LIVING DANGEROUSLY: American Women Who Risked Their Lives for Adventure by Doreen Rappaport

LIVING DANGEROUSLY: American Women Who Risked Their Lives for Adventure

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KIRKUS REVIEW

The subtitle here is misleading: though they all took unusual risks, these six women were not merely daredevils. Their motives for their extraordinary exploits included trying to make enough money to survive (Annie Edson Taylor published a book about going over Niagara Falls in a barrel); furthering a scientific career (Delia Ackley led a safari to collect specimens for the Brooklyn Museum; mountaineer Annie Smith Peck was one of the first women to be a college professor; and diver Eugenic Clark now teaches at the University of Maryland); and providing a courageous example (Bessie Coleman was the first licensed black pilot; Thecla Mitchell was a disabled participant in the 1990 New York Marathon). In taut narratives centering on a few dramatic events, Rappaport focuses on her subjects' problem solving, pluck, and perseverance rather than on their lifelong accomplishments, though she does provide enough biographical background to set each in context. Her text is lively with direct quotes, garnered, she explains in excellent notes, from interviews and the subjects' own writings. A few muddy b&w photos are included; especially for the more recent figures, it's too bad that photos giving a better sense of these strong characters weren't found. List of 26 women adventurers. Bracing and inspirational.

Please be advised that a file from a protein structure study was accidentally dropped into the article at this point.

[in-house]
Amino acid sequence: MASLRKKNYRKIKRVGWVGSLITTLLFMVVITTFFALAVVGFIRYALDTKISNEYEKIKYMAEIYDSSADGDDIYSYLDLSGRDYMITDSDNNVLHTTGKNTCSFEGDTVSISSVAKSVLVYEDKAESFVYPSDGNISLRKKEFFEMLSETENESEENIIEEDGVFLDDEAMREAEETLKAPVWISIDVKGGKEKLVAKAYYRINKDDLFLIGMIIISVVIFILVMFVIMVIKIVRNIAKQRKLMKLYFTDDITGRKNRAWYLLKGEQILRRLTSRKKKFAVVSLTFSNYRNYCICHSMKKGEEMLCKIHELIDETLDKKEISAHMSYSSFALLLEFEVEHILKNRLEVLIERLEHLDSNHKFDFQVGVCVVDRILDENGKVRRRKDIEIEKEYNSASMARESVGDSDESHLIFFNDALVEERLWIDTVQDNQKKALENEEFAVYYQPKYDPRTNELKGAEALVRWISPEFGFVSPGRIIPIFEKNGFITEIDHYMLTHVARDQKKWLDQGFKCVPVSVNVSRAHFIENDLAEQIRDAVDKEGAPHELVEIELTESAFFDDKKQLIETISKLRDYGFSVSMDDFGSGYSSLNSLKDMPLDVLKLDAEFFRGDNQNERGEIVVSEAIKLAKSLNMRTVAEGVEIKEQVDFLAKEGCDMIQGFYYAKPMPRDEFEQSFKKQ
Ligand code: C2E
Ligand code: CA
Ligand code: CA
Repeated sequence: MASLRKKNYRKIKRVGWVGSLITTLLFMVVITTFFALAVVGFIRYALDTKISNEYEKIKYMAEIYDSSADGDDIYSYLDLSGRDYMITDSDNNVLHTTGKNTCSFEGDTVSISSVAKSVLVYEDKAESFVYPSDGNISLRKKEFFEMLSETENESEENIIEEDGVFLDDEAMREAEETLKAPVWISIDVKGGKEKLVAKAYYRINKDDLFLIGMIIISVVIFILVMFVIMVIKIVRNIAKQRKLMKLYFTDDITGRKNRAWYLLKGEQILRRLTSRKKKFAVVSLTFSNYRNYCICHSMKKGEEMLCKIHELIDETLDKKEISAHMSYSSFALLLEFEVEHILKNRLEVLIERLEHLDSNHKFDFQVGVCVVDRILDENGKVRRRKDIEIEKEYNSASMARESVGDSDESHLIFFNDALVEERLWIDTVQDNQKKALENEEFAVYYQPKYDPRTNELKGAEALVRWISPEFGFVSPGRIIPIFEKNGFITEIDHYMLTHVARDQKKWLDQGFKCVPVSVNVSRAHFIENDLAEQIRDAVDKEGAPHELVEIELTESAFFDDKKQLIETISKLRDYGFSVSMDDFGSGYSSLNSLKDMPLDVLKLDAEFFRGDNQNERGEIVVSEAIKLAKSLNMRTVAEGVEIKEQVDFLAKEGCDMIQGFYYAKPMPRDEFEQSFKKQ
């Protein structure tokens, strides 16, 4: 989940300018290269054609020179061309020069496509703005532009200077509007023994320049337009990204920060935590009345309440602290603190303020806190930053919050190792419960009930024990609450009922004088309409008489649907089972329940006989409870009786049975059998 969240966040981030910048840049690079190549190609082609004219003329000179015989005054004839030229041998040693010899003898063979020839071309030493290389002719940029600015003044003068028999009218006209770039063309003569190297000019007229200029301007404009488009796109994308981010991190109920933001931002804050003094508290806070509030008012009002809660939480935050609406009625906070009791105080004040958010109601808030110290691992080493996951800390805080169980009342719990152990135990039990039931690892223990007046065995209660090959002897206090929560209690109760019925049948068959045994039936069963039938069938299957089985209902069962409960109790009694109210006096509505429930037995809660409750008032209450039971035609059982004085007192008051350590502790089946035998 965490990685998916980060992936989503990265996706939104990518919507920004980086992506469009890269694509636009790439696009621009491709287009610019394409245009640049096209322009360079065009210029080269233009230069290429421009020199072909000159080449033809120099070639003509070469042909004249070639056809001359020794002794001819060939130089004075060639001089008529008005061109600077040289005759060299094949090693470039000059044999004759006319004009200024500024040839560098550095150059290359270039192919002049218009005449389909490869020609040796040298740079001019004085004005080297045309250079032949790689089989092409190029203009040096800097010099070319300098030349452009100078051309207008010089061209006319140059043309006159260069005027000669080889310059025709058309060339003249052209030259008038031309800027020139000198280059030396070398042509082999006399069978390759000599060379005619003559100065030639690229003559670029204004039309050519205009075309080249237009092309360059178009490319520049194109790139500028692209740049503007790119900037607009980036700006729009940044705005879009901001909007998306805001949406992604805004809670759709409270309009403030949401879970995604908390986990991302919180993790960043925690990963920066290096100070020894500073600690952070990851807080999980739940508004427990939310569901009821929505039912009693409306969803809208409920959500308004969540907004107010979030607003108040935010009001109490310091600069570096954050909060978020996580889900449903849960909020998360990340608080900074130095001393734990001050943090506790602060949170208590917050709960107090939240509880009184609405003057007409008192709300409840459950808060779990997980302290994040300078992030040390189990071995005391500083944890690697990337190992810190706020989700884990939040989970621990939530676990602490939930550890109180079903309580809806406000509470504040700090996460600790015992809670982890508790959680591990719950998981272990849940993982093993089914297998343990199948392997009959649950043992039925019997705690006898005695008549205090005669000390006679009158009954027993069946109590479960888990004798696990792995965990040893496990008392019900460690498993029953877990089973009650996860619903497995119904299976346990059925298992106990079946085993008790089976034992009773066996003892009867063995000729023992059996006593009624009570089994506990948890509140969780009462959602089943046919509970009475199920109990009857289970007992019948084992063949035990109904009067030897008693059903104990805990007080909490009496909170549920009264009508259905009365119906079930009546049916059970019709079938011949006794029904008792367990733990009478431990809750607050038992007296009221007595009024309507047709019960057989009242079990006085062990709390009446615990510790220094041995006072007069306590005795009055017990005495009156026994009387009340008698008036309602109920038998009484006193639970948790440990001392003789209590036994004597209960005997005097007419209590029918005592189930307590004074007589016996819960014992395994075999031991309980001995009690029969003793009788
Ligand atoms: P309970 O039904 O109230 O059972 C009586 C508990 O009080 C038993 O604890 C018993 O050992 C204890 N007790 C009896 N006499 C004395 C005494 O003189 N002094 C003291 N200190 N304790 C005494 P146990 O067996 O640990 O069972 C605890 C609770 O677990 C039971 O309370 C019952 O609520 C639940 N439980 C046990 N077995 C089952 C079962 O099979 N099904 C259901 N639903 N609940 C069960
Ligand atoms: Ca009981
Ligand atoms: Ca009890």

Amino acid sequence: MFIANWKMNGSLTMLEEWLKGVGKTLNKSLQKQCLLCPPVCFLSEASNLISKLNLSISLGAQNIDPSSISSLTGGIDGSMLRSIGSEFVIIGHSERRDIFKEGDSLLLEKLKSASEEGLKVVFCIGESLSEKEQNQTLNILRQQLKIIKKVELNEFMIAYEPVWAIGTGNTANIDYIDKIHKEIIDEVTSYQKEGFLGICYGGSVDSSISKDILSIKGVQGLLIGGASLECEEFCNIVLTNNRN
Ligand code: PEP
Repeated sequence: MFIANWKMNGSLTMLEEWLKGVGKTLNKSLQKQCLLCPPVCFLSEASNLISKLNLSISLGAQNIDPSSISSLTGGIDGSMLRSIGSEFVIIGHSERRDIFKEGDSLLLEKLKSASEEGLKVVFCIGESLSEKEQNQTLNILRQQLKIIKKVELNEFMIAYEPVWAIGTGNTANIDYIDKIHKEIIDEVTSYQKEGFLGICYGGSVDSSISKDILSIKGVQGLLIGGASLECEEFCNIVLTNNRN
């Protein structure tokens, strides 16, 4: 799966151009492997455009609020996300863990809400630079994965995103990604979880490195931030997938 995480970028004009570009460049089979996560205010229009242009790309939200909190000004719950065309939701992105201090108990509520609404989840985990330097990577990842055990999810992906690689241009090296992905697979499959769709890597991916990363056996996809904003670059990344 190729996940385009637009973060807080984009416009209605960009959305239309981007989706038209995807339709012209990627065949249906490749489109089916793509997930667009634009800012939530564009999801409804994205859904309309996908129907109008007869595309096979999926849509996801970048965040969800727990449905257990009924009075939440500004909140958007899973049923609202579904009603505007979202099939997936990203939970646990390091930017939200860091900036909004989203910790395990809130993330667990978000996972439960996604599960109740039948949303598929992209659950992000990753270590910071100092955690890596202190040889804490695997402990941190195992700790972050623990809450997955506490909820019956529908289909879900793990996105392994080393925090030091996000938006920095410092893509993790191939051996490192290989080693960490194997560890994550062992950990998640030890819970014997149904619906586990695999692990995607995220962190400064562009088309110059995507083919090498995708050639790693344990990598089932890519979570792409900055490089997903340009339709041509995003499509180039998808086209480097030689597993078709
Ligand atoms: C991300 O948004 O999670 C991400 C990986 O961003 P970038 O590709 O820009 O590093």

Pub Date: Oct. 30th, 1991
Page count: 117pp
Publisher: HarperCollins